Choline supplementation over 12 months did not alter methionine-homocysteine metabolism as indicated by plasma concentrations, thus rejecting the hypothesis that long term choline supplementation lowers plasma homocysteine concentrations in children with CF and PI. Innis and colleagues have shown that supplementations with much higher dose of choline for 14 days in children with CF resulted in a significant decrease in homocysteine. The average dose of choline in LXS supplementation (591 mg/day) was considerably lower than that used by Innis et al (1850 mg/day). The homocysteine concentration also was lower at baseline in our sample (5.4 ± 1.5 μmol/L) compared to Innis et al (7.94 ± 0.45 μmol/L). Furthermore, serum vitamin B12 (1040 ng/ml) was higher in our subjects compared to Innis et al (594 ± 35 ng/mL).[11,47] The remethylation of homocysteine to methionine using choline-betaine pathway acts as an alternate pathway to remethylation by the B12 and folate-dependent pathway. Increased activity of choline-betaine for remethylation of homocysteine has been well described in animals and humans with B12 or folate deficiency.[48,49] The effect of higher choline intake on the choline-remethylation process in the presence of high serum B12 has not been described previously. The magnitude of the effect of choline supplementation may be decreased based on the competitive interrelation between the two remethylation pathways.
LXS supplementation resulted in lower plasma BCAA, especially valine and to a lesser extent leucine. These findings were unlikely related to the dietary protein intake which was high and sustained in both groups throughout the study. The reduction in plasma valine and trend toward lower leucine indicated that LXS may increase BCAA catabolism or increase uptake by muscle. BCAA catabolism is unique, as it is controlled by a common flux generating step that occurs largely in skeletal muscle. No relationship between the common BCAA metabolic pathway and plasma choline has been previously reported. This study demonstrated higher glycine and lower threonine in children receiving the choline-rich LXS. This finding can be explained, at least in part by the fact that glycine is synthesized from choline and threonine in humans. The choline supplementation may result in greater conversion of threonine to glycine in these subjects.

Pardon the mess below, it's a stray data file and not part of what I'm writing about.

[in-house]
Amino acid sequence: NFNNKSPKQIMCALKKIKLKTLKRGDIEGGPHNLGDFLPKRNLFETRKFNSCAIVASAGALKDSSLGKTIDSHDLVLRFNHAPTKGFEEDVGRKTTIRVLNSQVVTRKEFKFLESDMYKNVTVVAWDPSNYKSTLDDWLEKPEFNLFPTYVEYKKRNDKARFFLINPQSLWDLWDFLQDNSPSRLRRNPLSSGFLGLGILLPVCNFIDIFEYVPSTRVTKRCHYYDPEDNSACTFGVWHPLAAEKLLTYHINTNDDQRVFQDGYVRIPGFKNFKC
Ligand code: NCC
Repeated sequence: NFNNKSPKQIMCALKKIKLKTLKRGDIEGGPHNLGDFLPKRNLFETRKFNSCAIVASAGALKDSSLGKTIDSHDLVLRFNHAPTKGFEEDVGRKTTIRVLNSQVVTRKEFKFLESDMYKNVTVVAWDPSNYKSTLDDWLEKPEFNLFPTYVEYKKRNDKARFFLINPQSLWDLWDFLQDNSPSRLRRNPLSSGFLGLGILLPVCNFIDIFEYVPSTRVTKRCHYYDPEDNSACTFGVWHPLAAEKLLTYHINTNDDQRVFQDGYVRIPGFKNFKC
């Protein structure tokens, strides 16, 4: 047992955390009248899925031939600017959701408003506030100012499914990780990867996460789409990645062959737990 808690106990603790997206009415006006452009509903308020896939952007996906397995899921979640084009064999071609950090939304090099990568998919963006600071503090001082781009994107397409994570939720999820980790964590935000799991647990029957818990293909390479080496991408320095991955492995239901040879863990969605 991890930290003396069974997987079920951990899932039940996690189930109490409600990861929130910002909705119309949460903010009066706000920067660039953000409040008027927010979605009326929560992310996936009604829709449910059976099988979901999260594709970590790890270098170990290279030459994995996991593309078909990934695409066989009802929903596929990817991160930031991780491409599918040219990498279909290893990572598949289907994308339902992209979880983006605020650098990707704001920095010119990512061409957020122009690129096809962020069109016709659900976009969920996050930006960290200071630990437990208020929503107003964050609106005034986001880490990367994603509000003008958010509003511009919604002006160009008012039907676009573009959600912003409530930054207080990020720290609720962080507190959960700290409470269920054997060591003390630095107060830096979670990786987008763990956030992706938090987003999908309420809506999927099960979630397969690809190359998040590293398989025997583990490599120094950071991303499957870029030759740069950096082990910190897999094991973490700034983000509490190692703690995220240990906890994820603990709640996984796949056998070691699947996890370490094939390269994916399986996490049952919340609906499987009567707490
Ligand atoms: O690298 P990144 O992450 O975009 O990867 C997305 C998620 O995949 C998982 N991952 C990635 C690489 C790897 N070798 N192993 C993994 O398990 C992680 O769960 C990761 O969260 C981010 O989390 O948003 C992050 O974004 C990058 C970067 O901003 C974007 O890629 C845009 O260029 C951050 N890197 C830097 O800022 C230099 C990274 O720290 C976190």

Potential limitations of the study were that these findings for amino acids status were part of a secondary and exploratory analyses of the original clinical trial and the lack of a healthy control group for comparison of response to choline supplementation. A major strength of the study is the collection of high quality longitudinal amino acid data that provides updated information on amino acid status for children with CF and PI receiving clinical care in the current environment. There has been no comprehensive update of amino acid status within the past 25 years.
In conclusion, clinically stable children with CF and PI had an amino acid profile that was within the reference range with the exception of high plasma alanine and cysteine, and low homocysteine. High alanine was likely due to increased endogenous gluconeogenesis. The altered cysteine and homocysteine concentrations may be related to excessive vitamin B6 and B12 intake. In this CF cohort, choline supplementation at the daily doses used here in a setting of high serum B12 did not alter methionine-homocysteine metabolism. Supplementation resulted in lower total BCAA suggesting reduced skeletal muscle catabolism or improved anabolism in children with CF and PI. Further studies are needed to confirm these findings and consider the clinical implications of altered plasma amino acid concentrations and high B12 during childhood growth for risk of complications such as CF-related diabetes and cardiovascular disease, as patients with CF now will commonly live decades into adult life.
This study was supported by NIDDK (R44DK060302), and the Nutrition Center at the Children’s Hospital of Philadelphia. The project described was also supported by the National Center for Research Resources, Grant UL1RR024134, and is now at the National Center for Advancing Translational Sciences, Grant UL1TR000003. The content is solely the responsibility of the authors and does not necessarily represent the official views of the NIH. The funding sponsors were not involved in the study design, in the collection, analysis and interpretation of data, in the writing of the manuscript, and in the decision to submit the manuscript for publication. All listed authors meet the criteria for authorship set forth by the International Committee for Medical Journal Editors, and declare no conflict of interest. We thank the subjects, parents, other care providers, and all the CF Centers that participated in the study: Children’s National Medical Center, Washington, DC; Children’s Hospital of Philadelphia, Philadelphia, PA; Monmouth Medical Center, Long Branch, NJ; The Pediatric Lung Center, Fairfax, VA; Cystic Fibrosis Center of University of Virginia, Charlottesville, VA; Children’s Hospital of the King’s Daughters, Eastern Virginia Medical School, Norfolk, VA; Yale University School of Medicine, New Haven, CT; Cohen Children’s Medical Center, New Hyde Park, NY; St Joseph’s Children’s Hospital, Paterson, NJ and the Pediatric Specialty Center at Lehigh Valley Hospital, Bethlehem, PA. We thank Dr. Dr. Walter Shaw and the Avanti Polar Lipid, Inc. team for production of the LXS and placebo products and choline analyses. We thank Megan Johnson, Thananya Wooden, Elizabeth Matarrese and Nimanee Mosley Harris for their valuable contributions to the study.